So It Goes
...and so Bronson Arroyo, facing a very frustrated and underrated Oakland lineup, became their whipping boy. Yep, they whipped it to left, where a lackadaisical Manny loped about looking very busy but letting balls bounce off the wall; they whipped it to center, where Johnny Damon ran and leapt...and missed; they whipped it to right, where Gabe Kapler made heroic dives, once completely over the wall into the stands; they whipped it to third, where Kevin Youkilis earned his first official error in the major leagues; they whipped it to shortstop, where Pokey also made an uncharacteristic bobble; they whipped it to second and first, where Bellhorn and Millar flashed some unusual, though ultimately meaningless, leather; and last but certainly not least, they whipped it right over the wall.
The phone rang midway through the fifth inning, the score 9-0, Oakland.
"Tell me it's going to be okay," Kellie said.
"Of course," I scoffed. "We still win the series no matter what. Let 'em get their frustrations out. We still beat them overall. And besides, Bronson's just a baby; he's going to make mistakes. We're still tied for the best record in the Major Leagues and a game and a half ahead of the Yankees.
"If we're going to lose one," I concluded, "This one, in May, when we've already clinched the three-game series? Probably among the best options."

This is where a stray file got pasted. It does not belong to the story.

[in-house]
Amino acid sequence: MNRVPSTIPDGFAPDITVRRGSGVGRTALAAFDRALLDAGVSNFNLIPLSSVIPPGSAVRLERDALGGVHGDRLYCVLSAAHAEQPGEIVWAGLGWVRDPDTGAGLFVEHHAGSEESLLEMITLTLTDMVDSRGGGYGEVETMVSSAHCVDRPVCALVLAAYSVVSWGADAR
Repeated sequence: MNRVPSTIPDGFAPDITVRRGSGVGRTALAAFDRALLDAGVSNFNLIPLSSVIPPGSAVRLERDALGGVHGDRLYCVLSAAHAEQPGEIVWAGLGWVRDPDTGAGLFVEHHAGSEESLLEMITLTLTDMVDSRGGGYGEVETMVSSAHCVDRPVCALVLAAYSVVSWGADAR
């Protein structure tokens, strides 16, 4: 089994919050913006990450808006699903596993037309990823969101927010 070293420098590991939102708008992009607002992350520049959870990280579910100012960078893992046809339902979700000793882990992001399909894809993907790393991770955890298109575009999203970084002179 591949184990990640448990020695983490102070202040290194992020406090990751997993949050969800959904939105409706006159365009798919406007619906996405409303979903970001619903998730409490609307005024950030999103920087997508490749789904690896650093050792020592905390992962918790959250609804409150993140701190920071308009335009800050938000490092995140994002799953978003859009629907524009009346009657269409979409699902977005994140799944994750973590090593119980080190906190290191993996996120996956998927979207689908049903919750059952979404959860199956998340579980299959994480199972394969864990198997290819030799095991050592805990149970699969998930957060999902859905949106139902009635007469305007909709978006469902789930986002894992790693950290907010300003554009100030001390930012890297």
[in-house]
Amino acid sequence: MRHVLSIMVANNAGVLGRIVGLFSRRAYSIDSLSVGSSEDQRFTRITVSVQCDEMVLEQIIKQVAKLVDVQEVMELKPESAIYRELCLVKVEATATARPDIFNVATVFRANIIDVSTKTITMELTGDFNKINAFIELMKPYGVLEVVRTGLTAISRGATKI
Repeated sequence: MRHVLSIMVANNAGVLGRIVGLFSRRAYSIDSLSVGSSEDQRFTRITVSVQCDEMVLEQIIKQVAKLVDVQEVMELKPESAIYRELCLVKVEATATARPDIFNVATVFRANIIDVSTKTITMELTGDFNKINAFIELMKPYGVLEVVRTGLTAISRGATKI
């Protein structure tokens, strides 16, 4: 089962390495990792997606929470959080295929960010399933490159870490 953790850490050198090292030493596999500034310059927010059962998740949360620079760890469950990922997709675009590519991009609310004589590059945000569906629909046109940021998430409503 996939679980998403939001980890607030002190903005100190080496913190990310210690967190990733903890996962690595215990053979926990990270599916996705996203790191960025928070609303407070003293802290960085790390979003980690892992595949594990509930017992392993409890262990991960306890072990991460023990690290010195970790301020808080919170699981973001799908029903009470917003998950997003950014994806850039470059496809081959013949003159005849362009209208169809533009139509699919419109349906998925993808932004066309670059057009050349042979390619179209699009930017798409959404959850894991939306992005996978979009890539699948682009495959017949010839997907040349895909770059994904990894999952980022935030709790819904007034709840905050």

She took a deep breath and let it out. "Okay."
"Listen to you," my dad said. He'd been eavesdropping. "The voice of wisdom and reason."
"Hey," I shot back. "I'm also so tired, I really don't give a shit."
"Red Sox suck," he spat. "The bums."
He doesn't mean that, of course. But I meant what I said. I had arrived home in a funk as it was. Too many nights of staying up too late to appease both my Red Sox and writing addictions has taken its toll this week. I watched as the A's racked up 12 runs through half-lidded eyes, watched as Belli and Crespo were sent out to conserve Tek and JD for a game they might actually win, listened to Orsillo and the Rem-Dawg gather conversational moss, and finally switched over to CSI:Las Vegas, which gave me some loyalty issues, because normally I'm a staunch Law and Order supporter.
I flipped back again later to assess the damage, and, to my astonishment, this is what I saw: fan attendance still proportionately outdoing the opening innings of any game in Toronto or Tampa Bay. Andy Dominique still being heartily cheered, though he struck out...again. Applause for a diving catch by Bellhorn, despite the fact that the runner was safe at first anyway.
Pokey Reese driving in a run on a fluke grounder. The place went nuts.
The score? 15-1.
I repeat, the place went nuts.
Every long fly ball that looked like it had a chance, they were yelling. "Youuuuuk", they were bellowing. Every Manny at-bat, they were cheering. Pokey to the plate? They were chanting.
Po-key, Po-key, Po-key, Po-key.
Shame on me.
The players had a peculiar expression as they played out the rest of the game. They kept looking down, clearing their throats, looking at one another. And they kept hustling, kept swinging.
If they were chagrined, I don't think it was because of the score.